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The unveiling of a plaque on 9th June 2018 to commemorate the arrival of
3rd Battalion Grenadier Guards in Wakefield in June 1940 after their evacuation from Dunkirk

A moving ceremony was held on 9th June 2018 in St Helen’s Church Sandal in Wakefield to unveil a plaque which records the story of the arrival of 3rd Battalion Grenadier Guards in Wakefield soon after their evacuation from Dunkirk. They were billeted with residents of Sandal, Walton and Portobello. On 8th June 1940 the Battalion mustered below St Helen’s and a roll call was taken. The Battalion had lost 48 all ranks killed, 104 wounded, 3 missing and 20 known to have been taken prisoner. On Sunday 9th June 1940 a Parade Service was held in St Helen’s on a day of national celebration.

These events were witnessed by Gerald Southworth, who was eleven years old at the time, and are vividly recalled in his article Dunkirk - Wakefield’s Link with the Grenadier Guards, published in The Guards Magazine, Autumn 2016. The Regimental History records: ‘At Wakefield, their own re-found companionship, the welcome of the civilians, and the peace and quiet of the English countryside were sedatives for their tired nerves and bodies, stimulants to the revival of their self-esteem’.

The ceremony on 9th June 2018 was attended by many residents of the Parish and by Squadron Leader David Dinmore MBE, Deputy Lord Lieutenant for West Yorkshire, Mary Creagh MP for Wakefield, Kevin Trickett MBE, President of the Wakefield Civic Society, and Gerald Southworth, whose idea it was. The service was led by the Reverend Rupert Martin, Vicar of Sandal Magna.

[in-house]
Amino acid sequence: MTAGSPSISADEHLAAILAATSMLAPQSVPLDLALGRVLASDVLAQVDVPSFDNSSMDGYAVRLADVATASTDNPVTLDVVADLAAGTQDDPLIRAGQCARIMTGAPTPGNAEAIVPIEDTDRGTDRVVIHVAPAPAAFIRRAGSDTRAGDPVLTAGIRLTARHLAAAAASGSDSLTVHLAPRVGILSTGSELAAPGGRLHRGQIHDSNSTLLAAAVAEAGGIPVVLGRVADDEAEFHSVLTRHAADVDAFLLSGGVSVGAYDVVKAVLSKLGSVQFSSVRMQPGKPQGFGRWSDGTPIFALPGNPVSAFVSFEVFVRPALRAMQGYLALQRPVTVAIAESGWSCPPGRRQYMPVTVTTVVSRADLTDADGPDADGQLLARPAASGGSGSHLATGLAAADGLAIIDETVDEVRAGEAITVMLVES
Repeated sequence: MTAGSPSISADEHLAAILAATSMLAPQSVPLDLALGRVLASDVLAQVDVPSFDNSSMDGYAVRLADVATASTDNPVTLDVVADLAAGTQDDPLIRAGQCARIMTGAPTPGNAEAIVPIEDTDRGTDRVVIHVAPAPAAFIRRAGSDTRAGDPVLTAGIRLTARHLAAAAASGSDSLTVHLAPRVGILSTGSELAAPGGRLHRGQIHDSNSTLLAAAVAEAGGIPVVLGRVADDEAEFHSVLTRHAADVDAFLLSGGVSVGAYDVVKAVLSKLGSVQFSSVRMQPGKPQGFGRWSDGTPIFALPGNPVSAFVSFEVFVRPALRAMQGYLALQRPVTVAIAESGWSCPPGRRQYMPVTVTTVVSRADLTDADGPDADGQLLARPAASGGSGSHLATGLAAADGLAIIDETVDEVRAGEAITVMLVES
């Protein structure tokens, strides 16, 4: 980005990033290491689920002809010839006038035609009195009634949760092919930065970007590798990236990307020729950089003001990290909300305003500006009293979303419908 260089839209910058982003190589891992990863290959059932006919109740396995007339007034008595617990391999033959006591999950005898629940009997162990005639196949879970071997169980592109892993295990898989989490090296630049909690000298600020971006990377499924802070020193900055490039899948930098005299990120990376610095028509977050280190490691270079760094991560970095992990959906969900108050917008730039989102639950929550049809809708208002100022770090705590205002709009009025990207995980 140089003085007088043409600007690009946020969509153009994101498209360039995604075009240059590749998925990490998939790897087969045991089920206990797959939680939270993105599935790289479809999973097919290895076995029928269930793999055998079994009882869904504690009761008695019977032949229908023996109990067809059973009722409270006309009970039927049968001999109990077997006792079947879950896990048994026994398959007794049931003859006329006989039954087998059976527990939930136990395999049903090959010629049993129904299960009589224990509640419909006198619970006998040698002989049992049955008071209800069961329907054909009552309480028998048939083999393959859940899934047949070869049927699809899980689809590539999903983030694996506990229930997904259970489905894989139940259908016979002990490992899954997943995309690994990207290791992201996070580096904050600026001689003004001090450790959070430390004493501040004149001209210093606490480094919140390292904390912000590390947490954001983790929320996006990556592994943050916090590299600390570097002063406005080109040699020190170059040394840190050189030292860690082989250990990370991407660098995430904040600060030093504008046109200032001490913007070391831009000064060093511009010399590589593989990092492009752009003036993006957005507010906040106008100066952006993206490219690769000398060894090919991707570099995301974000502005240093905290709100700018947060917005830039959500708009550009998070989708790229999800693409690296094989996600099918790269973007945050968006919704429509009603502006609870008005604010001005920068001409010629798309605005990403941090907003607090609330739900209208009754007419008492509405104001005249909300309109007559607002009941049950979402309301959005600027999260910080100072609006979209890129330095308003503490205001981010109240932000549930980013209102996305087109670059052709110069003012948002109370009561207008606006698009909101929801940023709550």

The plaque was unveiled by Brigadier David Maddan DL, formerly Regimental Lieutenant Colonel Grenadier Guards, with the following words:

‘It is a great honour to represent the Grenadier Guards at this unveiling ceremony. Soldiers are recruited from the community, serve the country and return to the community after their service. In that sense we are you and you are us. During tough times fighting abroad and when recovering from the ordeal, soldiers draw on the community to sustain and protect them. We do difficult things for you and you reaching out to us is of immense comfort. This initiative recalls a striking example of a community reaching out and its commemoration resonates very directly with those who serve today. It is a great privilege to unveil this plaque on behalf of the Grenadier Guards and especially those who served in the 3rd Battalion in 1940 during the evacuation from Dunkirk’.  


Philip Wright



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